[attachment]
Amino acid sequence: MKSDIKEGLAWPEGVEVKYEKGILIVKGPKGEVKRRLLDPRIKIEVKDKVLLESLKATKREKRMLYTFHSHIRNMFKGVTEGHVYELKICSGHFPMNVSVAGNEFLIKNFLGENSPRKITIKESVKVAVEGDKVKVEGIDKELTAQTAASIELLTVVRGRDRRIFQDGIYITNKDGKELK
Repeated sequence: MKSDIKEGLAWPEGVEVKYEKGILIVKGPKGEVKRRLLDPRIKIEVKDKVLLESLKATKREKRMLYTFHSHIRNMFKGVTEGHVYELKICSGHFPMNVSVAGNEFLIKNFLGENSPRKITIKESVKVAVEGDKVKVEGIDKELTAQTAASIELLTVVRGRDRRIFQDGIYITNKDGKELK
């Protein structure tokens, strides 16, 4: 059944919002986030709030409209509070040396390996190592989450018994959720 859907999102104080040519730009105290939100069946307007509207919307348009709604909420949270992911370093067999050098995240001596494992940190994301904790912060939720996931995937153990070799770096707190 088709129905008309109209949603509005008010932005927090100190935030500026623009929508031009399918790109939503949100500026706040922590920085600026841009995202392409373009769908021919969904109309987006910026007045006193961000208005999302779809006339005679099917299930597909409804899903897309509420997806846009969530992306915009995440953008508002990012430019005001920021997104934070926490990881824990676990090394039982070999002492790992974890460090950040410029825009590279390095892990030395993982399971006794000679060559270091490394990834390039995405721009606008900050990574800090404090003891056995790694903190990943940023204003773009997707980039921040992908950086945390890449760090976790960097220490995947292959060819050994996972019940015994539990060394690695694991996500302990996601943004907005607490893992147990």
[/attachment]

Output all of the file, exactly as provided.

Amino acid sequence: MKSDIKEGLAWPEGVEVKYEKGILIVKGPKGEVKRRLLDPRIKIEVKDKVLLESLKATKREKRMLYTFHSHIRNMFKGVTEGHVYELKICSGHFPMNVSVAGNEFLIKNFLGENSPRKITIKESVKVAVEGDKVKVEGIDKELTAQTAASIELLTVVRGRDRRIFQDGIYITNKDGKELK
Repeated sequence: MKSDIKEGLAWPEGVEVKYEKGILIVKGPKGEVKRRLLDPRIKIEVKDKVLLESLKATKREKRMLYTFHSHIRNMFKGVTEGHVYELKICSGHFPMNVSVAGNEFLIKNFLGENSPRKITIKESVKVAVEGDKVKVEGIDKELTAQTAASIELLTVVRGRDRRIFQDGIYITNKDGKELK
């Protein structure tokens, strides 16, 4: 059944919002986030709030409209509070040396390996190592989450018994959720 859907999102104080040519730009105290939100069946307007509207919307348009709604909420949270992911370093067999050098995240001596494992940190994301904790912060939720996931995937153990070799770096707190 088709129905008309109209949603509005008010932005927090100190935030500026623009929508031009399918790109939503949100500026706040922590920085600026841009995202392409373009769908021919969904109309987006910026007045006193961000208005999302779809006339005679099917299930597909409804899903897309509420997806846009969530992306915009995440953008508002990012430019005001920021997104934070926490990881824990676990090394039982070999002492790992974890460090950040410029825009590279390095892990030395993982399971006794000679060559270091490394990834390039995405721009606008900050990574800090404090003891056995790694903190990943940023204003773009997707980039921040992908950086945390890449760090976790960097220490995947292959060819050994996972019940015994539990060394690695694991996500302990996601943004907005607490893992147990």